Part 5—Major scribes, keeping it simple: In the first few days of our country's new era, should NPR have reported that Donald J. Trump had "lied?"
The question created a firestorm in the first week of Donald Trump's reign. Three months later, Masha Gessen drew applause when she declared that NPR's choice of words concerning Trump had, in itself, been a lie.
Her thunder recalls sacred Thoreau, then barely thirty years of age, denouncing the varied behaviors of his Concord "townsmen."
"I have traveled a good deal in Concord," the young writer said at the start of his famous book, Walden. And everywhere, Thoreau declared, he'd seen "young men, my townsmen," whose way of life was extremely wrong, based on "the scenes which I daily witness."
How vast was the error of those young men? "Better if they had been born in the open pasture and suckled by a wolf," Thoreau rather hotly declared.
Years later, Gessen drew applause from the world's brightest crowd as she declared that NPR's conduct was, in itself, a lie.
Is it possible that the youngish Thoreau was "labor[ing] under a mistake" as he denounced his townsmen? Since everybody makes mistakes, is it possible that Gessen was mistaken as she denounced NPR?
For the record, NPR had offered two reasons for the conduct Gessen denounced. On January 25, 2017, those reasons were proffered, not for the first time, during a three-way discussion on Morning Edition.
Senior vice president for news Michael Oreskes agreed with national security correspondent Mary Louise Kelly concerning the first of these reasons. Since NPR didn't know the state of Trump's rather disordered mind as he issued his recent misstatements, they couldn't report, as a matter of fact, that the new president had been lying when he made them.
Oreskes then stated a second reason, one he'd stated before. Way back in September 2016, he'd offered this explanation for the network's reluctance to use the fiery terms "liar" and "lie" when reporting the misstatements of then-candidate Trump:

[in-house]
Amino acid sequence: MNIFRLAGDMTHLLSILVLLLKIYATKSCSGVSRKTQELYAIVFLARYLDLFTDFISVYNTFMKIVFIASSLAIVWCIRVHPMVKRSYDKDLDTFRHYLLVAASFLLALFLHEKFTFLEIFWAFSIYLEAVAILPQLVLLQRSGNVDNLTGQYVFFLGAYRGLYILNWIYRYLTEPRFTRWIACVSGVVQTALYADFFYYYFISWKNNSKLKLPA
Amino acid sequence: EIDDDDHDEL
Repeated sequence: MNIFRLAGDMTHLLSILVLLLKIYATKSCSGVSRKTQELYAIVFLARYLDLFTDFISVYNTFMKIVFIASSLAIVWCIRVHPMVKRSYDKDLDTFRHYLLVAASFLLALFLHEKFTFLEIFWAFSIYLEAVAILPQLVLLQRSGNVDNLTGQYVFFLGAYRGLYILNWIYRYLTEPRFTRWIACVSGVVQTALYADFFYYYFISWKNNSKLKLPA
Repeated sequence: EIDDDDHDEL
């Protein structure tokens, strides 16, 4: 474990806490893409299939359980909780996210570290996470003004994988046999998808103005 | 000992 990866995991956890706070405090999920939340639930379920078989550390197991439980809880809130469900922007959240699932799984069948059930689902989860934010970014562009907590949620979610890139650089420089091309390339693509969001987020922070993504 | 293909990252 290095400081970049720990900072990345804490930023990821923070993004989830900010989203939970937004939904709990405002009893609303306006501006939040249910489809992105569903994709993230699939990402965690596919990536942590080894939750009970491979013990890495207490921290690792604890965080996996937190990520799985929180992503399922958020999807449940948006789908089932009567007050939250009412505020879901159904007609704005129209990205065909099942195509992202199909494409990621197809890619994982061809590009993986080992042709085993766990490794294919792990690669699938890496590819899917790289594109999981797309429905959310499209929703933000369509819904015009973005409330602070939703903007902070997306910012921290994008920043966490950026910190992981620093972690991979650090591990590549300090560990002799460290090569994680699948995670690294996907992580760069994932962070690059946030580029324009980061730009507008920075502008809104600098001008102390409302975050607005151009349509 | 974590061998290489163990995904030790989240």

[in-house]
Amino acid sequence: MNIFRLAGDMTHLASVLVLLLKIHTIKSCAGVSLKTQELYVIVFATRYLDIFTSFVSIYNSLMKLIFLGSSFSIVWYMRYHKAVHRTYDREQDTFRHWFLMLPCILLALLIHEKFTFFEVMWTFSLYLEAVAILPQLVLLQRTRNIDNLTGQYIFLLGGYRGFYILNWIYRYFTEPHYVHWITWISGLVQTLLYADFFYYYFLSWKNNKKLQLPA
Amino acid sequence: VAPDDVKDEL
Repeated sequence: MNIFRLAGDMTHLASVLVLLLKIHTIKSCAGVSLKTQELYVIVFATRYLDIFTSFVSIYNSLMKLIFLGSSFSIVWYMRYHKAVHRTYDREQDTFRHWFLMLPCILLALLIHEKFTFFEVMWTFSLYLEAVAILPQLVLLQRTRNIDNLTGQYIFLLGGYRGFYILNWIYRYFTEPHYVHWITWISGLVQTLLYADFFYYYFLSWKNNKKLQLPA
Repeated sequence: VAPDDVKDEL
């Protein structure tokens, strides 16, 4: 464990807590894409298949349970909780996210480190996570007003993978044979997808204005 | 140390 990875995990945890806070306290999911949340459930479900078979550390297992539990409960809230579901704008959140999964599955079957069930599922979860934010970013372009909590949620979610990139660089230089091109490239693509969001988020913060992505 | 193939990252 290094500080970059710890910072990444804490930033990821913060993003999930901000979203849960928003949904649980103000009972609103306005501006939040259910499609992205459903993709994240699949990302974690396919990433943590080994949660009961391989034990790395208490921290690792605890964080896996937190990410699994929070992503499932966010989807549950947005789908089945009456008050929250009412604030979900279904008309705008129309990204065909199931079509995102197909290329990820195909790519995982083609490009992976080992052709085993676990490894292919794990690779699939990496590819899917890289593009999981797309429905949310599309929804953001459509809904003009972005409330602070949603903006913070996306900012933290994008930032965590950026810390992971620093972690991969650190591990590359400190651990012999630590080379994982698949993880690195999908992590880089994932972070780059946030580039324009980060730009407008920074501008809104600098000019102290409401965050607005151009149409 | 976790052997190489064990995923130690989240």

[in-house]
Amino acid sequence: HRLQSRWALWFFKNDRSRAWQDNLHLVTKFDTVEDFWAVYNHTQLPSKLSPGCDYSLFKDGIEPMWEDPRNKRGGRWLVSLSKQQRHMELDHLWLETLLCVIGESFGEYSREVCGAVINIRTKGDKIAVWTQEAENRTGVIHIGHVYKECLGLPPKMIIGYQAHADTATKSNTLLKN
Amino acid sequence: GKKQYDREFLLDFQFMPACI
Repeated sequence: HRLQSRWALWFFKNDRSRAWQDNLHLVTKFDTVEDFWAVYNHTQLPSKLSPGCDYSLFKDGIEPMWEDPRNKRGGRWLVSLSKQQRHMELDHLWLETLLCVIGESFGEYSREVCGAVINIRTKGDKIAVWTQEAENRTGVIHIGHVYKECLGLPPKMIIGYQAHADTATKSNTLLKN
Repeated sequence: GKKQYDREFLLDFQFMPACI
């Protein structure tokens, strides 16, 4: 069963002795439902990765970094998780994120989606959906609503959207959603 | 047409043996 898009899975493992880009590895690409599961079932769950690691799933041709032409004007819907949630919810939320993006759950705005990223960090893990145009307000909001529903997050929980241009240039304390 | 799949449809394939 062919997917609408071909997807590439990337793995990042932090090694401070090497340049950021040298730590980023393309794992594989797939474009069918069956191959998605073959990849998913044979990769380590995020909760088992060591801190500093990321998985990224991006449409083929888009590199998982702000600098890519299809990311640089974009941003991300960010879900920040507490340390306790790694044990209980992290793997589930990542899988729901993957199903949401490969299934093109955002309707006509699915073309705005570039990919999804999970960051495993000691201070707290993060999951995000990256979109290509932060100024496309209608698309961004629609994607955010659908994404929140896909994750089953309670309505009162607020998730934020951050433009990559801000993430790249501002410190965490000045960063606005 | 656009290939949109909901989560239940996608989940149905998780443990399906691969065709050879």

ORESKES (9/15/16) Now a number of people have asked us why we didn't call Trump a liar. A professor named Jay Rosen actually asked why we didn't call Trump a "lying son of a b****." Others, like Amy Bradley-Hole, a fashion editor and blogger, asked the question more calmly.Should NPR have adopted a semi-Thoreauvian tone? Should they have called Candidate Trump a "liar?" Should they have called him "a lying son of a b****?"
It is a fair question. So here is why.
We want everyone to listen to us and read us. We want our reporting to reach as many people as possible. It is a well-established piece of social science research that if you start out with an angry tone and say something a listener disagrees with, they will tune out the facts. But if you present the facts calmly and without a tone of editorializing you substantially increase the chance that people will hear you out and weigh the facts. That is why the tone of journalism matters so much. We need potential listeners and readers to believe we are presenting the facts honestly, and not to confirm our opinions.
Oreskes said that this approach would tend to drive listeners and readers away. In the aggregate, he may or may not have been right.
He also seemed to say that the use of such terms would have produced "a tone of editorializing." On this occasion, he didn't exactly speak to the journalistic accuracy of such a claim.
For what it's worth, we think Oreskes would have been better off, at several points in this discussion, if he'd referred to the known facts concerning Trump's inaccurate claims. It may, indeed, have been an actual fact that Donald J. Trump had been lying on the occasions under review. It's just that NPR wasn't in a position to know or report that as a fact, or so NPR had judged.
We tend to agree, very strongly, with NPR's basic decision. On these occasions, NPR would have been going beyond what it actually knew if it had referred to Trump's misstatements as "lies."
In early May, Gessen's claim to the contrary drew applause from an admittedly brilliant crowd. But alas! We think her claims that day were remarkably simple-minded, perhaps a bit like sacred Thoreau's, or even like Professor Rosen's.
As is true of everyone else, we liberals may tend to overstate when feeling is running high. As we noted yesterday, Gessen's claims about the word "misstatement" were basically silly on their face, though they didn't keep her genius crowed from erupting in applause.
We liberals! We aren't nearly as smart as we think we are, and everybody else knows it. Today, let's consider the way our avatars have been tending to dumb it down—to keep it simple—when discussing the question of Trump's endless peculiar misstatements.